UBC Theses and Dissertations
Conceptualizing patient-centered care in injectable opioid agonist treatment : a multi-methods study of patients' experiences and satisfaction with treatment Marchand, Kirsten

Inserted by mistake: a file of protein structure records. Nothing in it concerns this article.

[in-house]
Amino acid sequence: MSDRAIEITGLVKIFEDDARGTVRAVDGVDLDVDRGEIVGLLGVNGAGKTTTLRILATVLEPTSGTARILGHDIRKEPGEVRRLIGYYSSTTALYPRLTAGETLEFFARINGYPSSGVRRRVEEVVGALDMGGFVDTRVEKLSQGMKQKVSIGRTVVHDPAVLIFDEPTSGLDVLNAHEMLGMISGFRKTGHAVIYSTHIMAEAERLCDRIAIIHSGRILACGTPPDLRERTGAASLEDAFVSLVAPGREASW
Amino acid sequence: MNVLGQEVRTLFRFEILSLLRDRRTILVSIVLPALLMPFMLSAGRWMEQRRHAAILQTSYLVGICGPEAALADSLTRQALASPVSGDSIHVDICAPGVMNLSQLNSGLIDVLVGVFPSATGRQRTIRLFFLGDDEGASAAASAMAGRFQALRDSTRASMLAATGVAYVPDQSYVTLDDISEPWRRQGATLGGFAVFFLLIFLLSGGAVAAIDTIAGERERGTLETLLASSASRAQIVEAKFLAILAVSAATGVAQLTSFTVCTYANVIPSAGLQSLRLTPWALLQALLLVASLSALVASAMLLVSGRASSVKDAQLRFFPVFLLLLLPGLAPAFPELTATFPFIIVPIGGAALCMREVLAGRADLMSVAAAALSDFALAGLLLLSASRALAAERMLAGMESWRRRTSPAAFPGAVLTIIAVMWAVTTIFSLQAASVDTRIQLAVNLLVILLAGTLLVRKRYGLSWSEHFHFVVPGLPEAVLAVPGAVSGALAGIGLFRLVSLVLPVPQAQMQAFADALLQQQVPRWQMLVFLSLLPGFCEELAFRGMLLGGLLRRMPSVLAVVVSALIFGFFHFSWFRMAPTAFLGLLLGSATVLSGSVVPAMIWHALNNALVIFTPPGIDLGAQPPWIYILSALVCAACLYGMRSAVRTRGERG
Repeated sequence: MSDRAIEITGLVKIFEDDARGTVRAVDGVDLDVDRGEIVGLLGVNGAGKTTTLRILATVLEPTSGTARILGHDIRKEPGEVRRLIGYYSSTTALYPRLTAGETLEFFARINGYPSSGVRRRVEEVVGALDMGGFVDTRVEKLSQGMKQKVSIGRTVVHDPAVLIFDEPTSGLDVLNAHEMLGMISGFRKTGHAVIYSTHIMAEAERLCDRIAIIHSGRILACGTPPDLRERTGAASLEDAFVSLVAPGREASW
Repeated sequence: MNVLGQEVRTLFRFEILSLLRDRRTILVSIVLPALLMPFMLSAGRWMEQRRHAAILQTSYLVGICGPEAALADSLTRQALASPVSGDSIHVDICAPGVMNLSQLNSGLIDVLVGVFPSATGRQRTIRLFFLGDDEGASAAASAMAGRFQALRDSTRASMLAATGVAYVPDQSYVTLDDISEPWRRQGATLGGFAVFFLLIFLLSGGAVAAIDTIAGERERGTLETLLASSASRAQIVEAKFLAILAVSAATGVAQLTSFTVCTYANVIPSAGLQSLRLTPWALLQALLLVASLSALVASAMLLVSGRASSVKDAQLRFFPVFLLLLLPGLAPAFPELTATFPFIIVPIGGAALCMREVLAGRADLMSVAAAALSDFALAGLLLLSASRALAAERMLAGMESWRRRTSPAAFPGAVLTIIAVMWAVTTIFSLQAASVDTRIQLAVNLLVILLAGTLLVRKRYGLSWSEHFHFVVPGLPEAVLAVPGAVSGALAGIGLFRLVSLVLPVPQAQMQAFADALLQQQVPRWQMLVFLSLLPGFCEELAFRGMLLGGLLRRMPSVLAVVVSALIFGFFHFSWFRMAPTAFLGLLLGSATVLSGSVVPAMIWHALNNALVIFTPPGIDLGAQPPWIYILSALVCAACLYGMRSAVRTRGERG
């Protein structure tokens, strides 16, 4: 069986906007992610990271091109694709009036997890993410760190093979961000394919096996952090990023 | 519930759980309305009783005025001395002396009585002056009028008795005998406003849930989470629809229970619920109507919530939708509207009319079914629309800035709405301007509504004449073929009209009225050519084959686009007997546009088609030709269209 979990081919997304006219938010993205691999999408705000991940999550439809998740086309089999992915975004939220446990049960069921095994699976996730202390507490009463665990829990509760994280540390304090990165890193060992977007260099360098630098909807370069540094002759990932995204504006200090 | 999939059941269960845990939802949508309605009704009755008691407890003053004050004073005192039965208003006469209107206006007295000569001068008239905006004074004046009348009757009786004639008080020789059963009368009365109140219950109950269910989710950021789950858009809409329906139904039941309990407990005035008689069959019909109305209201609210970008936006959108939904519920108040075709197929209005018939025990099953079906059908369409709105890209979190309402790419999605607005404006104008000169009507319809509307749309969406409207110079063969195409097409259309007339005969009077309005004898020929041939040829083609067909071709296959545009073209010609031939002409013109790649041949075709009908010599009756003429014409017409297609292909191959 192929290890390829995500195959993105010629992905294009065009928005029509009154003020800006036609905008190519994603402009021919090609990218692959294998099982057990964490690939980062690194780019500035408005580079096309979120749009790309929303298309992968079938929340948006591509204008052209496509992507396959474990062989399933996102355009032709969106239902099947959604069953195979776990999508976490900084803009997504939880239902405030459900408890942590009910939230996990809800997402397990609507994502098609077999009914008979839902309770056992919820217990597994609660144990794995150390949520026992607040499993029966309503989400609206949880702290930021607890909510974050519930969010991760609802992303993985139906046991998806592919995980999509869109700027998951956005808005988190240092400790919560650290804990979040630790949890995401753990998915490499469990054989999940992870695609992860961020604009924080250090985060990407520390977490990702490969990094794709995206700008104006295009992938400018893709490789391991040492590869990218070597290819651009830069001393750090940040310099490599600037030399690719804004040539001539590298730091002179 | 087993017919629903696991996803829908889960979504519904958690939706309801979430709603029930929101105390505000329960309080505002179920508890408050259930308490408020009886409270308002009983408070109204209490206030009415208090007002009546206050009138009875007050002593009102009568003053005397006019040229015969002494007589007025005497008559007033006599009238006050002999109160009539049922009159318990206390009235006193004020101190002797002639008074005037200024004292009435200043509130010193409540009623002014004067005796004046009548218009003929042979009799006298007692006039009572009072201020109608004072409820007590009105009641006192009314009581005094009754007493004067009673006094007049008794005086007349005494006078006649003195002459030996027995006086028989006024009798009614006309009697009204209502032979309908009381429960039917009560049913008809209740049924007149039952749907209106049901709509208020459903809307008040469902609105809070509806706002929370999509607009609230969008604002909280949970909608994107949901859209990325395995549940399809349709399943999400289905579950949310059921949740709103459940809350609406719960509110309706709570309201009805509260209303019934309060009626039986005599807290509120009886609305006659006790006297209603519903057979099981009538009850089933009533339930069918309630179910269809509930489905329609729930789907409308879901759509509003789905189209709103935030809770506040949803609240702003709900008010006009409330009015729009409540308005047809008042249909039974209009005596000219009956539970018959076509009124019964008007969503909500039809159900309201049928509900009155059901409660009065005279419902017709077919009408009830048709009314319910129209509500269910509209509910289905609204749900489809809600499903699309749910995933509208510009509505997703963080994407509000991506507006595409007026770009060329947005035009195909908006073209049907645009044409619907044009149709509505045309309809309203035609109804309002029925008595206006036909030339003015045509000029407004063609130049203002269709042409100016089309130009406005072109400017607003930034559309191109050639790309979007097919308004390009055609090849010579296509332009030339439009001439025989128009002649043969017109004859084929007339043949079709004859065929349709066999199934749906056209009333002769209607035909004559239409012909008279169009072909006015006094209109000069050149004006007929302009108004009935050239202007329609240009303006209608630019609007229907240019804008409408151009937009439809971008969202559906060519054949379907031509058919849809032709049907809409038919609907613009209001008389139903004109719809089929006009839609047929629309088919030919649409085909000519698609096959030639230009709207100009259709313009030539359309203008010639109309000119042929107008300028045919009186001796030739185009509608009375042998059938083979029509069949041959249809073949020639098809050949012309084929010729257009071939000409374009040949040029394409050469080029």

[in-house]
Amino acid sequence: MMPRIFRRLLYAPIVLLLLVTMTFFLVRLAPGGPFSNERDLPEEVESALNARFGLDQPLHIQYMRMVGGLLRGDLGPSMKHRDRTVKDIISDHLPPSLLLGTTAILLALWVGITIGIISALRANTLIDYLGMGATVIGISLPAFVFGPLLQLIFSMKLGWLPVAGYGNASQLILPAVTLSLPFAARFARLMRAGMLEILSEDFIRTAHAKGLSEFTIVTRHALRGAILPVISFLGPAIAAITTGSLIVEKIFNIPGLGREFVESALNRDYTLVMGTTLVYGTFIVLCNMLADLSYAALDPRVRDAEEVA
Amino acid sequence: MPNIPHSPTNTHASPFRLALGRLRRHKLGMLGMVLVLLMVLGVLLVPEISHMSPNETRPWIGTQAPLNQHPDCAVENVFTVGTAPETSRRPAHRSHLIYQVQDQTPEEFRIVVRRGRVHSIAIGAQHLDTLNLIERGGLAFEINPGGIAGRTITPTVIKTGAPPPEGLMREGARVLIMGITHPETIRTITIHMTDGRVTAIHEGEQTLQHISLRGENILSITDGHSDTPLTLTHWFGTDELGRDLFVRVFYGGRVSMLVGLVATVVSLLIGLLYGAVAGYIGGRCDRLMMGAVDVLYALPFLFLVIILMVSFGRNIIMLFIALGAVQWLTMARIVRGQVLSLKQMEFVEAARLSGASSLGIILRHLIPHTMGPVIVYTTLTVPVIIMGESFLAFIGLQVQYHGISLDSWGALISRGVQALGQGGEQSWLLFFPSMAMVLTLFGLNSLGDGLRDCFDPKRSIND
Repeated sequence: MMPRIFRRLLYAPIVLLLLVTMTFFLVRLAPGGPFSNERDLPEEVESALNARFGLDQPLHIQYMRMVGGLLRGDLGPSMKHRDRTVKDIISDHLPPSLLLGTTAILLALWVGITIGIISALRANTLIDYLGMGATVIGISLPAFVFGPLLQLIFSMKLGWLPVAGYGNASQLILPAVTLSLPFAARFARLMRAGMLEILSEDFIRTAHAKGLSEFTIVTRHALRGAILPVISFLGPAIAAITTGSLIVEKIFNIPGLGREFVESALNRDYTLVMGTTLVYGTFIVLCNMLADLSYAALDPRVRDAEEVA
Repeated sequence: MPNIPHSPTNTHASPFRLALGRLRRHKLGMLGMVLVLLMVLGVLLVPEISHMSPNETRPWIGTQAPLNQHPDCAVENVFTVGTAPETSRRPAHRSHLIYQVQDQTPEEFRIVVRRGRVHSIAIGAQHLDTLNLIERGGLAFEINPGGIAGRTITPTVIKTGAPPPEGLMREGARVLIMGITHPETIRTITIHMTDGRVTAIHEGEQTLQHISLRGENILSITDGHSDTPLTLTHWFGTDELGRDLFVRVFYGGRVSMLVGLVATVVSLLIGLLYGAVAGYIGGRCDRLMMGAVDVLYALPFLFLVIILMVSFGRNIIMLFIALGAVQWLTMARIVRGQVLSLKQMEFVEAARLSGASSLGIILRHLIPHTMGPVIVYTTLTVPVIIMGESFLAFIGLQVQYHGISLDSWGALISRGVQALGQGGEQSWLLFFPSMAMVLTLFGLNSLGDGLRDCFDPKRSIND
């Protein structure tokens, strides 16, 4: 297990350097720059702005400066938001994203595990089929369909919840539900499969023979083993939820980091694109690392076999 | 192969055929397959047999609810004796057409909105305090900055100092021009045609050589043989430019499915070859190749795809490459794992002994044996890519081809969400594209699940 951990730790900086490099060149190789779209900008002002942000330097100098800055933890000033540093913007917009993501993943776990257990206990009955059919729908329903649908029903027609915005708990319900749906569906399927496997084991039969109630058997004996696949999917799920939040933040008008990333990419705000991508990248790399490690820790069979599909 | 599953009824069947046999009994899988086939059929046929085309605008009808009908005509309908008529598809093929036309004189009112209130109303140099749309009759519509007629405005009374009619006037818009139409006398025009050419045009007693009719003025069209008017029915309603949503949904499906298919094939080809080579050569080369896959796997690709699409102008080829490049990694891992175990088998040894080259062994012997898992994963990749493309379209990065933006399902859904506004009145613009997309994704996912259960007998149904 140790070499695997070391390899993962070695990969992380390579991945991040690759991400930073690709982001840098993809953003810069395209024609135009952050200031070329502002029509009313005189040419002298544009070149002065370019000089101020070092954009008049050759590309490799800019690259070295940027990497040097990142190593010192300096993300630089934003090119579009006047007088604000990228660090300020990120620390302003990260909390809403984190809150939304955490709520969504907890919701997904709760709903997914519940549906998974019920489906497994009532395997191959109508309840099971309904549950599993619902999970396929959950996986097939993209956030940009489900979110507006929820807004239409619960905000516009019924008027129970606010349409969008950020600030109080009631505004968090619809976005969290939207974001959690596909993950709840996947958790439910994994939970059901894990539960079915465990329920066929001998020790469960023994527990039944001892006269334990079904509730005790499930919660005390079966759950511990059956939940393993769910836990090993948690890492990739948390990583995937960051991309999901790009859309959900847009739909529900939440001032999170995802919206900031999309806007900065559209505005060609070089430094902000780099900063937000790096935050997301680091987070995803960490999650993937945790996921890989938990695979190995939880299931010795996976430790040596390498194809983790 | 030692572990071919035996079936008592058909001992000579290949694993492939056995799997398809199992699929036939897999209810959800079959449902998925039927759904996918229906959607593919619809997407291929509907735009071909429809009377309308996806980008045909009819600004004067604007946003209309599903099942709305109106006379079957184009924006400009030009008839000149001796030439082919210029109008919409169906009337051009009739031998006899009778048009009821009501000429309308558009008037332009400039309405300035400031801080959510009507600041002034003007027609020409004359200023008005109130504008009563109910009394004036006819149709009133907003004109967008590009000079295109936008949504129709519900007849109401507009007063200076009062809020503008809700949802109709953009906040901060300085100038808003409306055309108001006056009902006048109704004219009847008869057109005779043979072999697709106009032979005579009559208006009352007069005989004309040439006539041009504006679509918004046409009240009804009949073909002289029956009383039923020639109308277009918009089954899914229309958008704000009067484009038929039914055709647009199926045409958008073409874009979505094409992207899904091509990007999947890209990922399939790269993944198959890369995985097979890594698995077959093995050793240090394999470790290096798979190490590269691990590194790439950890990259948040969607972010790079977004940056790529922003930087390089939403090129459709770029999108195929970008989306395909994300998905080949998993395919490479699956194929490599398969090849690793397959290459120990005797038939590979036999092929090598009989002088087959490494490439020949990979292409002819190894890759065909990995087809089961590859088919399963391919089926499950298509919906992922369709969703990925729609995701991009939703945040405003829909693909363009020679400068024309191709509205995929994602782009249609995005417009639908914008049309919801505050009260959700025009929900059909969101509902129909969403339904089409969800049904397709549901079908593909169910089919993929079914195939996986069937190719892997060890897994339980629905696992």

Opioid use disorder (OUD) is a chronic health condition that exposes people to harms (e.g., overdoses) that can be mitigated by treatments, such as oral methadone. For people not benefitting from such oral treatments, evidence supports the use of injectable opioid agonist treatment (iOAT) with diacetylmorphine or hydromorphone, which has recently begun expanding in Canada. While iOAT was rigorously tested in clinical trials, research questions were motivated towards testing the effectiveness of medications. This leaves critical questions about other salient attributes of iOAT (e.g., daily interactions with health care providers) and patients’ experiences when iOAT is offered as a regular clinical program. Addressing these gaps was the broader aim of this research. This multi-method research was conducted alongside a longitudinal cohort study of people with OUD who were currently or previously receiving iOAT in Canada’s first clinical program. A qualitative study explored participants’ experiences in iOAT as they related to patient-centered care (i.e., holistic care, individualized care, collaborative care, therapeutic relationships). Next, a thematic analysis was conducted on eight waves of participants’ positive and negative perceptions of iOAT. These studies supported framework development for a quantitative analysis of participants’ treatment satisfaction trajectories and its relationship with patient and program characteristics. The qualitative research revealed two inter-related processes: ‘meeting me where I am’ highlighted participants’ initial reasons for seeking iOAT and the unique unraveling of individualized and holistic care needs. The second process ‘building health care provider relationships’ revealed the significance of therapeutic relationships and how these were formed through “opening up” and “being a part of care”. The salience of therapeutic relationships was also shown in the thematic analysis, where they represented 23% of positive and 12% of negative comments overall. The analysis of treatment satisfaction trajectories determined that the extent of drug liking and unfavorable health care provider interactions held the strongest independent effects on overall satisfaction over time. This research demonstrated that therapeutic relationships played a fundamental role in participants’ unique iOAT needs and treatment satisfaction over time. These findings urge an expanded vision of treatment implementation and monitoring for OUD.
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